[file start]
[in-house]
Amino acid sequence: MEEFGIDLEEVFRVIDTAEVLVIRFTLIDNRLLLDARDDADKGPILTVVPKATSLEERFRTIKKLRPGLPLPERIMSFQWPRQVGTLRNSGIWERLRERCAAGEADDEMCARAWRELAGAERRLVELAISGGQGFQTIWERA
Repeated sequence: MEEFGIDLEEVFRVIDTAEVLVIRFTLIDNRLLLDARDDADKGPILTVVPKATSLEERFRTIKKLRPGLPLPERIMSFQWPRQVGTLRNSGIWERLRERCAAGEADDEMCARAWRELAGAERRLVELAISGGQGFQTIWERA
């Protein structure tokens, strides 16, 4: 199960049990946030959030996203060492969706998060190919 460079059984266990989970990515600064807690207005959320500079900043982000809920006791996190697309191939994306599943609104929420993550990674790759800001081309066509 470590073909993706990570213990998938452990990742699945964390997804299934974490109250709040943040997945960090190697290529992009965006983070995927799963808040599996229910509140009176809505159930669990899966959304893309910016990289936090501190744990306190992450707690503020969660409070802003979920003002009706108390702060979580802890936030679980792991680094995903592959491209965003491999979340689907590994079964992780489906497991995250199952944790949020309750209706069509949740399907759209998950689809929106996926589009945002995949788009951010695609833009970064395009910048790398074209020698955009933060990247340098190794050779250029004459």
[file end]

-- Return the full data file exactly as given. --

[in-house]
Amino acid sequence: MEEFGIDLEEVFRVIDTAEVLVIRFTLIDNRLLLDARDDADKGPILTVVPKATSLEERFRTIKKLRPGLPLPERIMSFQWPRQVGTLRNSGIWERLRERCAAGEADDEMCARAWRELAGAERRLVELAISGGQGFQTIWERA
Repeated sequence: MEEFGIDLEEVFRVIDTAEVLVIRFTLIDNRLLLDARDDADKGPILTVVPKATSLEERFRTIKKLRPGLPLPERIMSFQWPRQVGTLRNSGIWERLRERCAAGEADDEMCARAWRELAGAERRLVELAISGGQGFQTIWERA
């Protein structure tokens, strides 16, 4: 199960049990946030959030996203060492969706998060190919 460079059984266990989970990515600064807690207005959320500079900043982000809920006791996190697309191939994306599943609104929420993550990674790759800001081309066509 470590073909993706990570213990998938452990990742699945964390997804299934974490109250709040943040997945960090190697290529992009965006983070995927799963808040599996229910509140009176809505159930669990899966959304893309910016990289936090501190744990306190992450707690503020969660409070802003979920003002009706108390702060979580802890936030679980792991680094995903592959491209965003491999979340689907590994079964992780489906497991995250199952944790949020309750209706069509949740399907759209998950689809929106996926589009945002995949788009951010695609833009970064395009910048790398074209020698955009933060990247340098190794050779250029004459």